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Fannie Lou Hamer grew up as one of 20 children born to sharecroppers in rural Mississippi. She and her husband were eking out a living as sharecroppers near Ruleville when, at the age of 44, she decided to attend a mass meeting about voting in 1962. Hamer quickly became a leader of the Student Non-Violent Coordinating Committee's voting rights…

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Item Type: Speech
Date: 1964

A coalition of activists led by the Student Non-Violent Coordinating Committee (SNCC) initiated a statewide direct-action voter registration and education campaign in Mississippi. Although most remembered for 1964's Freedom Summer, when black and white college students traveled south to participate, SNCC's campaign started in 1961. Organizers…

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Item Type: Quantitative Data
Date: 1966

The three murdered civil rights workers from the 1964 Mississippi Freedom Summer Project are pictured on this FBI "missing" poster. On June 21st, Andrew Goodman, James Chaney, and Michael Schwerner were abducted and killed by Klansmen in an effort to intimidate volunteers working to register black voters. Their badly beaten bodies were found weeks…

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Item Type: Poster/Print
Date: 1964

This curriculum was created by members of the Student Nonviolent Coordinating Committee (SNCC) for their Freedom Schools, part of the Freedom Summer organizing effort that brought hundreds of college students from around the country to Mississippi in the summer of 1964. SNCC hoped that the Freedom Schools would serve as a "parallel institution" to…

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Item Type: Pamphlet/Petition
Date: 1964

This plan, written by Student Nonviolent Coordinating Committee (SNCC) member Charles Cobb, proposed that SNCC include Freedom Schools as part of the massive organizing effort it was planning for the summer of 1964. SNCC was creating Freedom Summer to bring hundreds of college students from around the country to Mississippi, and Cobb believed that…

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Item Type: Pamphlet/Petition
Date: 1963

The Council of Federated Organizations (COFO) was a coalition of civil rights organizations that formed in Mississippi in 1962 to coordinate voter registration efforts and broader equal rights reforms. In 1964, COFO launched Freedom Summer, in which thousands of local black Mississippians and hundreds of black and white students from out of state…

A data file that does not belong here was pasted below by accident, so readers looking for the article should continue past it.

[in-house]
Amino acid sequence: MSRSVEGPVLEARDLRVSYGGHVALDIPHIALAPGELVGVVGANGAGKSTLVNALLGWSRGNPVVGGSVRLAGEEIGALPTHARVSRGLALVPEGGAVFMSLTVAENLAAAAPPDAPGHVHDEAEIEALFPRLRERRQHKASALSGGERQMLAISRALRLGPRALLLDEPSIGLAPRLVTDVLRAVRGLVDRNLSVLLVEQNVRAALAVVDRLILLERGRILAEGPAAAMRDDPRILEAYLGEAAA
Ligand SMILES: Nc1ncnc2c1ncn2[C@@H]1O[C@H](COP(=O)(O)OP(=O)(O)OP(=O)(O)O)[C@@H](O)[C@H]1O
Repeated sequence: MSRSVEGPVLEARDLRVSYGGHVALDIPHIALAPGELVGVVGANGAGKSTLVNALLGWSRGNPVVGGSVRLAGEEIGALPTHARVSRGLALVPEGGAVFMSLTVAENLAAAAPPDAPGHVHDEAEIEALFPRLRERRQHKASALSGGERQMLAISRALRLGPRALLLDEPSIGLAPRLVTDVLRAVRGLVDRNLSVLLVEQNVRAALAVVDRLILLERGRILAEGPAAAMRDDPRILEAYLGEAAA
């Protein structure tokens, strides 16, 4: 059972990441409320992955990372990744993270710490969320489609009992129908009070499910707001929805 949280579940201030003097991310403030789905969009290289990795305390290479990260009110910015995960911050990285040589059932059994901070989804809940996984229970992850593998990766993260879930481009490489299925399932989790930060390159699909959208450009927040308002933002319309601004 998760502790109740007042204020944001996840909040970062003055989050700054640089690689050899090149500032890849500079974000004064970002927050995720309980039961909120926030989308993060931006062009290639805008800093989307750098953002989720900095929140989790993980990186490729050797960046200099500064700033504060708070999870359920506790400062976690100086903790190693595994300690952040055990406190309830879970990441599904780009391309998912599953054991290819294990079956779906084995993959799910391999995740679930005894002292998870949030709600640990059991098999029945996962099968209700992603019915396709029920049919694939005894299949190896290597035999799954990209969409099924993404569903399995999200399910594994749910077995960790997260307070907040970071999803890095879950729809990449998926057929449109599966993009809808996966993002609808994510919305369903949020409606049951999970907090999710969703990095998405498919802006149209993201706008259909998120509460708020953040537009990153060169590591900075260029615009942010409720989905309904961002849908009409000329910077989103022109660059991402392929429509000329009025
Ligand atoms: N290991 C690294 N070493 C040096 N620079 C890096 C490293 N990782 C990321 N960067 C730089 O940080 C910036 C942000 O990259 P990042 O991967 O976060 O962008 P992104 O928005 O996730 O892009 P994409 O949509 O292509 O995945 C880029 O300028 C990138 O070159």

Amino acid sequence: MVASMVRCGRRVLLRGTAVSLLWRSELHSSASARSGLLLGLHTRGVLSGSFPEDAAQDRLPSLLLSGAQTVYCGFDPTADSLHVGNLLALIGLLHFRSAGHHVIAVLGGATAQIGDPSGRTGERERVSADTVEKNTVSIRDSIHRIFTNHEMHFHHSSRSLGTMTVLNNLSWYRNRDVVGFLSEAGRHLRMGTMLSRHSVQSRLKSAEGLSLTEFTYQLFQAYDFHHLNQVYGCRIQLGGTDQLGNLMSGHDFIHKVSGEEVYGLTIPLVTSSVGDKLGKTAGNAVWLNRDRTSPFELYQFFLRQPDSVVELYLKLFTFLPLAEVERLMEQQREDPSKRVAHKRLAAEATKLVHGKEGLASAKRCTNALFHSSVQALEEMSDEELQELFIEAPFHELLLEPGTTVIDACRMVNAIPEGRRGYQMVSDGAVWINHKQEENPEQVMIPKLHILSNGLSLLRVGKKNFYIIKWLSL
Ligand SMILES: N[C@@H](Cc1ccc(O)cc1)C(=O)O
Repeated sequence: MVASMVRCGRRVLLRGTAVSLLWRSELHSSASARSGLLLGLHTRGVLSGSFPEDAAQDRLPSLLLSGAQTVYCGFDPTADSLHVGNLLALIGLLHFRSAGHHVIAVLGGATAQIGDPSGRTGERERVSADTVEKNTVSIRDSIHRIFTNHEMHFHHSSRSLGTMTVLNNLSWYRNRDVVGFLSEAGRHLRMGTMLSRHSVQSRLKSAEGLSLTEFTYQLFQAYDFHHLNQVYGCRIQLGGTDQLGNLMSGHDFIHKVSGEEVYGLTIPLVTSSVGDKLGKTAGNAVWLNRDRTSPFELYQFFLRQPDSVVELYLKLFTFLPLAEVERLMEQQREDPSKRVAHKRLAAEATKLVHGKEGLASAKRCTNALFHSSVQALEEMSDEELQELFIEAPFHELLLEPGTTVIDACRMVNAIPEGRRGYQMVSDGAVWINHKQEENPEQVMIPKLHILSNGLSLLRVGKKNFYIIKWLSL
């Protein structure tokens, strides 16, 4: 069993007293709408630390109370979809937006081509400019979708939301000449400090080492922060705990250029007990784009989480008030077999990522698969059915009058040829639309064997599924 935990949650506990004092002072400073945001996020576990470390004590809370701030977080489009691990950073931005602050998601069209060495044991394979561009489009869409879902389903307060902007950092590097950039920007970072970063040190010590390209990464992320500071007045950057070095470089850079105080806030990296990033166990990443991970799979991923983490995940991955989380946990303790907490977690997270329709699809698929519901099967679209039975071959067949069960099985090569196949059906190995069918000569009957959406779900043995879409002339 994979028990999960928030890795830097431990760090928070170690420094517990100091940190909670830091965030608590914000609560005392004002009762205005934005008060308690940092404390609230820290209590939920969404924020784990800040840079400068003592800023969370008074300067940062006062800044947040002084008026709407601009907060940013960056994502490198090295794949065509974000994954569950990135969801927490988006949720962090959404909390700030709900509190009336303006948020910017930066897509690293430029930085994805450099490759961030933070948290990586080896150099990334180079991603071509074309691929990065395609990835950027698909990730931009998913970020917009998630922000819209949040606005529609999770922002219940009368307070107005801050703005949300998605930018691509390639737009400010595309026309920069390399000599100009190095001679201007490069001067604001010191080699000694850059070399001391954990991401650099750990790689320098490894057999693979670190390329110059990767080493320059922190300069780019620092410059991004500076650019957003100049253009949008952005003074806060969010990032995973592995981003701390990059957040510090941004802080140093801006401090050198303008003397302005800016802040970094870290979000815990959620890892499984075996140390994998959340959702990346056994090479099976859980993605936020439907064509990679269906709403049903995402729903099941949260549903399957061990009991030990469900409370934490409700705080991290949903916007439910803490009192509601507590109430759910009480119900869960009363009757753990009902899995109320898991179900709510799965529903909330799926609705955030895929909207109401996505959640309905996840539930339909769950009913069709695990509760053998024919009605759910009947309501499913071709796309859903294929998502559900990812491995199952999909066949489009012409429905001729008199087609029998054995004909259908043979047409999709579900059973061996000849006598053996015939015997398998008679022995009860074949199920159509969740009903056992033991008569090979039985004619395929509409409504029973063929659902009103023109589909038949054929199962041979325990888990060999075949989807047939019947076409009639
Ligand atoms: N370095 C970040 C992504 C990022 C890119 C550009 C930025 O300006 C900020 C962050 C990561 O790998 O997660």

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Item Type: Pamphlet/Petition
Date: Circa 1963

Hattiesburg, Mississippi, "The Mecca of the Freedom School World," was home to at least seven Freedom Schools (mostly held in church basements) and more than 650 students. Since local segregated black schools did not teach topics like civics or African-American history, these subjects were important parts of the Freedom School curriculum.

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Item Type: Photograph
Date: 1964

Freedom Summer featured not only voter registration drives and "Freedom Schools" for students, but also many performances by folksingers and theater groups. Traveling theater troupes and nationally acclaimed folksinger Pete Singer came to Hattiesburg, Mississippi, but performers also included local musicians and actors who taught Freedom School…

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Item Type: Photograph
Date: 1964

Herbert Randall's photographs vividly capture the energy, spirit, and excitement of Freedom Summer in Hattiesburg, Mississippi. Here, some of the 650 or so Freedom School students display their artwork with a gallery decorated by the children's handprints and the word "Freedom." Cecil, the boy on the left, was the son of Victoria Jackson Gray, a…

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Item Type: Photograph
Date: 1964

A copy of the Security Handbook given to participants in the "Freedom Summer" campaign in Mississippi in 1964 highlights the dangers that young civil rights workers were exposed to. Tragically, the precautions suggested by the handbook proved insufficient; three young volunteers, James Chaney, Michael Schwerner, and Andrew Goodman were abducted and…

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Item Type: Government Document
Date: Circa 1964